Ducey dodges questions about his prior commitment to now-censured Sen. Rogers
Gov. Doug Ducey dodged questions Wednesday about his prior commitment on the 2020 campaign trail to the now-censured Sen. Wendy Rogers.
The governor was repeatedly asked to reconcile his comments from a week ago — when he pointedly defended spending $500,000 to help get Rogers elected — with a statement he issued Tuesday after the northern Arizona Republican was censured by the Senate.
On Feb. 24, when asked if he was still happy with his campaign investment in Rogers, Ducey explained that his priority as governor was to elect a governing majority. Rogers helps give Republicans a one-vote majority in the state Senate.
“What I've wanted to do is move my agenda forward. I'm proud of what we've been able to accomplish,” Ducey said. “And she's still better than her opponent, (Democrat) Felicia French.”
On Tuesday, Ducey prepared a written statement “in response to the Arizona Senate’s vote” — without mentioning what the vote was for or which lawmaker was being censured — that broadly decried “denigrating and insulting rhetoric.”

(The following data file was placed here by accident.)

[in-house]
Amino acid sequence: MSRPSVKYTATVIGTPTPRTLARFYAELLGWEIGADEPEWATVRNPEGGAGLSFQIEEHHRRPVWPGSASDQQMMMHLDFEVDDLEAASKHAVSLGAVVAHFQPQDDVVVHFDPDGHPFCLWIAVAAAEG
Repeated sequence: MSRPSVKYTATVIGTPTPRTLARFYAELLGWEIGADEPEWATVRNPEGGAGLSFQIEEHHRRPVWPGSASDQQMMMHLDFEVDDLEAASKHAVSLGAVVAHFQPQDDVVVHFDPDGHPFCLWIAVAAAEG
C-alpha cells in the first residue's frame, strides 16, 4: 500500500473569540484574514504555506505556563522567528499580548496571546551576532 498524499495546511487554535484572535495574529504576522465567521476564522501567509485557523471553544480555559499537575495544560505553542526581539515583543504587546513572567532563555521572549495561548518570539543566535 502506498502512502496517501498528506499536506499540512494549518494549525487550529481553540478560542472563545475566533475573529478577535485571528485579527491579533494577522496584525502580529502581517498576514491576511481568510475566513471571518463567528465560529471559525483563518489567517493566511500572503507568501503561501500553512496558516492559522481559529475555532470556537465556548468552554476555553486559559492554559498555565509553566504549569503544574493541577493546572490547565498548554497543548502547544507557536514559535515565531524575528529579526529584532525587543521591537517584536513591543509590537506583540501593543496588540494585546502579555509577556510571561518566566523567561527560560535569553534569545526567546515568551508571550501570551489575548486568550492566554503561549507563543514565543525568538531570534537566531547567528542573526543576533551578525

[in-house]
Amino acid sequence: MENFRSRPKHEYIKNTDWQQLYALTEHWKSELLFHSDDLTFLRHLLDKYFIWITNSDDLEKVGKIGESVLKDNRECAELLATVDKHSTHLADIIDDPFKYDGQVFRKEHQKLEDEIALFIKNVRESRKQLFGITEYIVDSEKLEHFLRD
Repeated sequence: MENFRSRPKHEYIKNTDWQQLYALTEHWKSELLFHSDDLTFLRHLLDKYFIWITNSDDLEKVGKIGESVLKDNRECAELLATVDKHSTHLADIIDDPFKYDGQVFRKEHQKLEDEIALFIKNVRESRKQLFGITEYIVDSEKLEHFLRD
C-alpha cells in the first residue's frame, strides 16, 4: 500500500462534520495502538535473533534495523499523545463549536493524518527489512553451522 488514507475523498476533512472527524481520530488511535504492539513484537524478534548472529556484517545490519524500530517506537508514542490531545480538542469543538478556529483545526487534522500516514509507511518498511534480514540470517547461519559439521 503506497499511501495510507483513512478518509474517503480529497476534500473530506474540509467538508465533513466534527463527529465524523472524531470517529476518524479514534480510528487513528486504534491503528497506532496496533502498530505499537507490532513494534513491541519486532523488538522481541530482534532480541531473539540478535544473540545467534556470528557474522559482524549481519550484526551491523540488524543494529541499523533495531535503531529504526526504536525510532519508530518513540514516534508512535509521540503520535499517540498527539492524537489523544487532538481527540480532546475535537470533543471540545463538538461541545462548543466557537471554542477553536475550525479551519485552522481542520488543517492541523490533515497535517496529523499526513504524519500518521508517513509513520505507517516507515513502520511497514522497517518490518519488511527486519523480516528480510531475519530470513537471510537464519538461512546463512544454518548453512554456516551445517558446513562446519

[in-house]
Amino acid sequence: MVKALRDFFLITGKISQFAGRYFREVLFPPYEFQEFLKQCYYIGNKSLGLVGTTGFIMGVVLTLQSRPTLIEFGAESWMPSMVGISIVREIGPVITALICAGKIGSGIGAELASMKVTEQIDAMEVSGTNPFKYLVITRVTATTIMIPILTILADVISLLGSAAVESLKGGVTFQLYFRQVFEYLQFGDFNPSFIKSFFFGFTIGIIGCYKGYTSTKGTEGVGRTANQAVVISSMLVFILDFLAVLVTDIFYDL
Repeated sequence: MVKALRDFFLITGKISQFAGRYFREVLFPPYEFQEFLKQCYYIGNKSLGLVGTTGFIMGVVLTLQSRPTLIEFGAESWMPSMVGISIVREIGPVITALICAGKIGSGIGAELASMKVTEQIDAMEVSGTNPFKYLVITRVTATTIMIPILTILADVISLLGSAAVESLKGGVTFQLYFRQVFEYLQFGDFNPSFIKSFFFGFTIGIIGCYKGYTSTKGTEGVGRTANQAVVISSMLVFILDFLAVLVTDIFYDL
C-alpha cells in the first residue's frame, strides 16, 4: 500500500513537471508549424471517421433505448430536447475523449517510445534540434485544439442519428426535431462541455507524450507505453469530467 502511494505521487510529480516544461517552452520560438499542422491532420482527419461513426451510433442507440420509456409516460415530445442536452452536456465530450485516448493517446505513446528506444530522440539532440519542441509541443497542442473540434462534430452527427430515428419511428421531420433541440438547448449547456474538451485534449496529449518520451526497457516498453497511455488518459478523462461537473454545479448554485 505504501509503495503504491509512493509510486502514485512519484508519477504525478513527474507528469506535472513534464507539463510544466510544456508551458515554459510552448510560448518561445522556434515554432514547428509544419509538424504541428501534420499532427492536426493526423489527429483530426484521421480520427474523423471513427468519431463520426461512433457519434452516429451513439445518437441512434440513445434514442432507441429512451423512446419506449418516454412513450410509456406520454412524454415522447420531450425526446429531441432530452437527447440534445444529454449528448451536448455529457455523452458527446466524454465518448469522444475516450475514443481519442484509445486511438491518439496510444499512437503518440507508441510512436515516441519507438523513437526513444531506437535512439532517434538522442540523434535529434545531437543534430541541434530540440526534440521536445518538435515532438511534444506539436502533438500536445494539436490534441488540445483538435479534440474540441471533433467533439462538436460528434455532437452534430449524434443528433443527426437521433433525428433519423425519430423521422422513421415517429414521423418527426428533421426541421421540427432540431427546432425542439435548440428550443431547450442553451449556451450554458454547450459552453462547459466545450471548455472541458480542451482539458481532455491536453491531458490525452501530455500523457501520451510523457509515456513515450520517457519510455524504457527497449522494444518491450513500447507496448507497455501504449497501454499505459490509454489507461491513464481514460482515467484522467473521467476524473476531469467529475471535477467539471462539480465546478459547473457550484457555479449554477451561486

“Anti-Semitic and hateful language has no place in Arizona,” Ducey said in the press statement.
So was Ducey contradicting himself when he insisted that Rogers was a better option than her Democratic opponent in 2020?
The governor repeatedly deflected: “I put out a statement yesterday. That’s the statement I’m standing by.”
When pressed, Ducey accused a reporter of “twisting my words.”
And while rhetoric like Rogers’ has, in Ducey’s words, “no place in Arizona,” the governor rejected calls for Rogers to be expelled from the Senate.
“There are some people in our legislature that want to overturn presidential elections. And there are some people in our legislature that want to overturn legislative elections. Now in this business, you either trust the people, or you don't. I'm on the side of trusting the people,” Ducey said. “And everyone that's running for election will have to stand before the voters on their record for the past two years.”
Ducey was later asked if he would endorse Rogers for re-election later this year, but he would not answer.
“I’m not even considering any of that right now,” he said.
A last-minute change in Arizona’s redistricting process ensured Rogers could run for office in a safe GOP-leaning legislative district. One Democratic commissioner accused her Republican counterpart of intentionally making the change to benefit Rogers, the incumbent.